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The Value of Faith?

A Google quote-of-the-day caught my eye this morning. It amounted to a backhanded slap to the arrogance of humanity. After all, we’re all so damned important or so we think.

The greatest mystery is not that we have been flung at random between the profusion of matter and of the stars, but that within this prison we can draw from ourselves images powerful enough to deny our nothingness.

This particular incarnation of thought is attributed to the French author Andre Malraux. He is not the first to marvel at the folly of human arrogance. Existentialists have chided us about it for many years.

Arrogance is fear cloaked in bravado. The greater the fear, the greater and more foolish the bravado needed to disguise it. Historically, humans have had an irresistible need to make themselves the center of their universe. Apparently, it provides some survival value to the human race. I must confess, it mystifies me as to why and how it is necessary to be happy, to be successful and to be at peace.

Fear of the unknown masked in self-righteous arrogance continues to lead humanity down tragic paths of war, hate and deceit. Groups confident in the truth of their beliefs continue to battle each other on the world stage. The harvest is misery and suffering in the here and now in exchange for a promise of bliss in the hereafter. I can’t make a bit of sense of it, but millions have “faith” that the suffering is worth the “eternal reward” they fear doesn’t exist, hence their arrogance. It reminds me of another recent Google quote of the day . . .

Faith is a cop-out. If the only way you can accept an assertion is by faith, then you are conceding that it can’t be taken on its own merits.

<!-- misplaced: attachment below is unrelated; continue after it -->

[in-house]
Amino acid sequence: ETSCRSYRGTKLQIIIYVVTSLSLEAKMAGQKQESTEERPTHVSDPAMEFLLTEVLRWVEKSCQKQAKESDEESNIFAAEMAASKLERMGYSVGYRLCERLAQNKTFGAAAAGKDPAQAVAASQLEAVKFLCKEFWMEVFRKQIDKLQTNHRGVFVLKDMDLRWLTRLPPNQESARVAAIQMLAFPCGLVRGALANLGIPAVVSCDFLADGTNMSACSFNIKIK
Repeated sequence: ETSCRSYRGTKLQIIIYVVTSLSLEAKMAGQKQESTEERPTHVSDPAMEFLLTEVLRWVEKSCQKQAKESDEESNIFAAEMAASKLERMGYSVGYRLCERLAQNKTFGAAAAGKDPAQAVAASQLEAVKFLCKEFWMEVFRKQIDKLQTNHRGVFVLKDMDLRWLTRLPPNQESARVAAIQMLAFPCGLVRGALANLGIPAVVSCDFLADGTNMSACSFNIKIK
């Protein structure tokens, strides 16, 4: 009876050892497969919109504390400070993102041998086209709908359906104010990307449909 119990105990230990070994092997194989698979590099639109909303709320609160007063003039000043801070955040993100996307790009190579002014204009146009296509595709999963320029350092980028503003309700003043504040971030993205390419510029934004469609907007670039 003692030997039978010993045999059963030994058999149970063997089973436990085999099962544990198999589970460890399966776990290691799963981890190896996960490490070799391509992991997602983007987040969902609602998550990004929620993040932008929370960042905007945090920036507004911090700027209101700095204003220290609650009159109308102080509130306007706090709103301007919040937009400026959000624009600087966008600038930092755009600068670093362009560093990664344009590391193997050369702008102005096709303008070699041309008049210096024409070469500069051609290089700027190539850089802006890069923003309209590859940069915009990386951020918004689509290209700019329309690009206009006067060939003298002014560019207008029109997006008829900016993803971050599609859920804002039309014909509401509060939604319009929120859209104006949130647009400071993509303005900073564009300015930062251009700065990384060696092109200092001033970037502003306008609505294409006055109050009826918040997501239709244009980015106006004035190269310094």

Author Dan Barker said that, but he only echoes the thoughts of countless others on the topic. Different people have different comfort levels with thoughts of their mortality. Many of us don’t find the prospect of an end to our existence anymore discomforting than the thought of a beginning. For those with a need to hold tight to a faith in the eternal, I offer my respect. I only ask for the same courtesy from them to all others with whom they differ. That is our only hope for world peace whether it is between the Jews and Palestinians, the Muslims and the Christians, the Republicans and the Democrats, blacks, white and browns.

When you stand back and put things in perspective, we’re really not all that important. If we don’t care about our neighbors, we’re fools to hope they will care about us.

Carl Sagan was a great American scientist, author and philosopher. He had a knack for putting things in perspective. One of those things was the human race. You may find his thoughts on the matter interesting. Give them a look.

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